For this final project option, you’ll create a website that contains a series of contextualized data visualizations using museum data. (See below for the datasets I’ve provided.)
You can use Silk to create your website, or if you’re feeling a bit more ambitious, you can use another tool of your choice. I’ll help you the best I can, no matter what you choose, but I’ll be more familiar with some tools than with others.
Requirements for your dataviz website:
- At least five meaningful data visualizations.
- A narrative of at least 1,500 words that gives context for these visualizations.
- An annotated bibliography of at least seven peer-reviewed works related to your topic.
- An About page of about 1,000 words that explains your process and discusses what you learned about museum data.
Feb 2: Choose the type of of project you’d like to do (digital story, dataviz, exhibit).
Feb. 9: Choose the dataset you want to work with.
Feb. 23: Submit an annotated bibliography on your topic.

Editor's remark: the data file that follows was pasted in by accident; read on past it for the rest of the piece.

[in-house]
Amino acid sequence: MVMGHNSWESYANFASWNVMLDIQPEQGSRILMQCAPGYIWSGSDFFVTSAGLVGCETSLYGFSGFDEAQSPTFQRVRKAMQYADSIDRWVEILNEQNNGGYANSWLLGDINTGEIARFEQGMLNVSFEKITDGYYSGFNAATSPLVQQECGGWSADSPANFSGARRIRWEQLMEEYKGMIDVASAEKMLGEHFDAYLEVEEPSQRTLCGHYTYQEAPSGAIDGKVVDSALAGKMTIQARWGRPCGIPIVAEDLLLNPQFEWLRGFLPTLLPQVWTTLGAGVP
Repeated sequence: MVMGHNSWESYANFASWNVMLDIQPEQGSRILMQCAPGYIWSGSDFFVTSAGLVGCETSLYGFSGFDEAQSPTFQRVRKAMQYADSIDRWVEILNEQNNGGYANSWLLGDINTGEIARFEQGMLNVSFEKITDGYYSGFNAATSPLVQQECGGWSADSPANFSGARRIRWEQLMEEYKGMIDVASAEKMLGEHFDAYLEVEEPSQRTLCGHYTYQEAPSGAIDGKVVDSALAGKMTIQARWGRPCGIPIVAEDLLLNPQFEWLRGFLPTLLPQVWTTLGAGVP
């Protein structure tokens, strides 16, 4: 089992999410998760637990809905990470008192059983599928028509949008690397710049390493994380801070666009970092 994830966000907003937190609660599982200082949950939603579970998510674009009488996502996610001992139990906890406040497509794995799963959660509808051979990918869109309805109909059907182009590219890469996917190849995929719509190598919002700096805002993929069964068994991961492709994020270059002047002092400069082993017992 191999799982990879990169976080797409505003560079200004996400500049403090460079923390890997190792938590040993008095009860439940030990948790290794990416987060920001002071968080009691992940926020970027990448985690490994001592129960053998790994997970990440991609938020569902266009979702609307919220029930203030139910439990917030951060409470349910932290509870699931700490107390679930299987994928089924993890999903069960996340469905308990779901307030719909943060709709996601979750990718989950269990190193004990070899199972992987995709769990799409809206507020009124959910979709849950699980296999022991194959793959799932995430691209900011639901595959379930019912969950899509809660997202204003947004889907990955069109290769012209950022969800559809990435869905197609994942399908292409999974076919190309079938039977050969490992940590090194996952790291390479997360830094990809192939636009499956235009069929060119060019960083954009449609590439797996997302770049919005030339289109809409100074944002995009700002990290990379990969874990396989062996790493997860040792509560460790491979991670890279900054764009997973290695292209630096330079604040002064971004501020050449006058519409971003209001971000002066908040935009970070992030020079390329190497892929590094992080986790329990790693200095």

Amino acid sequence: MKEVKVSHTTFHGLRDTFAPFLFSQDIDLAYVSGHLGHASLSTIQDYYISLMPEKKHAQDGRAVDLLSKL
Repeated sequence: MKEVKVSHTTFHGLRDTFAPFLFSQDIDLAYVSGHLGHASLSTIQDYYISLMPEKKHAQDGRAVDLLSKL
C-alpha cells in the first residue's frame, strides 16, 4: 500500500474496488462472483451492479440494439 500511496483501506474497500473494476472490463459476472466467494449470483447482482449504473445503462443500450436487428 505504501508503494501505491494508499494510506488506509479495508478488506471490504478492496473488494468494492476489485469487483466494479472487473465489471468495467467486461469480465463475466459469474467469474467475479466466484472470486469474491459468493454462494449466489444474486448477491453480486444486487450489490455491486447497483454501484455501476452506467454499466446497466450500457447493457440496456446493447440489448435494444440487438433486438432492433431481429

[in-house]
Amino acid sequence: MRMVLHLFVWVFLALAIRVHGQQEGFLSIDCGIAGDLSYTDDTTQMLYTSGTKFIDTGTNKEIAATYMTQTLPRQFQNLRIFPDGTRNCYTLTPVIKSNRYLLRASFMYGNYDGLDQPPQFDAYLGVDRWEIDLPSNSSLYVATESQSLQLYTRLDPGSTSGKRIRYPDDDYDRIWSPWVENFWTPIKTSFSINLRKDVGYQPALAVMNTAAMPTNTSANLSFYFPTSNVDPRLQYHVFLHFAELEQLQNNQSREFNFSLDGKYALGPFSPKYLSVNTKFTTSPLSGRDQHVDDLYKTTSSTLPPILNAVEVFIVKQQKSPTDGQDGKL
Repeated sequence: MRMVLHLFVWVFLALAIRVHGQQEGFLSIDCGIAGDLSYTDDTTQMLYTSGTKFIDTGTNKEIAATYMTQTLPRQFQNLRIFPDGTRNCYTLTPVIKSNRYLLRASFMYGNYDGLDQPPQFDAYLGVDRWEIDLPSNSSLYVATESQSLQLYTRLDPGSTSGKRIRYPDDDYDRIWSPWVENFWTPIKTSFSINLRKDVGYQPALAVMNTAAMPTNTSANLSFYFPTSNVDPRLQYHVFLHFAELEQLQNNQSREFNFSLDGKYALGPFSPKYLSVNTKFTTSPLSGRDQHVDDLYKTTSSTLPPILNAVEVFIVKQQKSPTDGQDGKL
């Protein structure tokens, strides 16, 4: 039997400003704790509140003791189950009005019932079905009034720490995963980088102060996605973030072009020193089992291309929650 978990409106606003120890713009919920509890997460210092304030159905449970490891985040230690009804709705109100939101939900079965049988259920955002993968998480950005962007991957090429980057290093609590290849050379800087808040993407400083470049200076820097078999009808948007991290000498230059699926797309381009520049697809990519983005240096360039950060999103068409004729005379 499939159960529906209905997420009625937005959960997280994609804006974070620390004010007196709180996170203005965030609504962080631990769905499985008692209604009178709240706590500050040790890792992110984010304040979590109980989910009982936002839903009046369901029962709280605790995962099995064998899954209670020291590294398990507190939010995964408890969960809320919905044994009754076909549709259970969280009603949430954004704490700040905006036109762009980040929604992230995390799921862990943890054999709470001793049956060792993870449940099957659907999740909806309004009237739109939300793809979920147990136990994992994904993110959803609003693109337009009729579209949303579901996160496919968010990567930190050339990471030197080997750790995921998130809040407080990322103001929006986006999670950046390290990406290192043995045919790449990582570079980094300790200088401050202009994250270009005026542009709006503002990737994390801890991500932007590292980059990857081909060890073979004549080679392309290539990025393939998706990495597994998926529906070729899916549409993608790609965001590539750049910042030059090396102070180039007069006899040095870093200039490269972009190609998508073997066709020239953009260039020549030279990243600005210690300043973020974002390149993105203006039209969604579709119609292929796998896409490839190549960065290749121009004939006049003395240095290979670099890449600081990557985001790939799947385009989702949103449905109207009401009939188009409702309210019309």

March 1: Submit 500 words of background information on your topic, plus three research questions that you’ll explore in your visualization.
March 10: Submit the completed project.
These are some datasets you might want to work with. You’re welcome to find your own dataset, too.
Highlights of the Leeds Museums and Galleries Collections (1,142 objects; source)
What’s On View at the Minneapolis Institute of the Arts (4,902 objects; source)
Toys at the Powerhouse Museum (803 objects; source)
Bowls at the Powerhouse Museum (662 objects; source)
Films at the Museum of Modern Art (2,057 objects; source)
Illustrated Books at the Museum of Modern Art (26,231 objects; source)
Sculpture at the Museum of Modern Art (1,669 objects; source)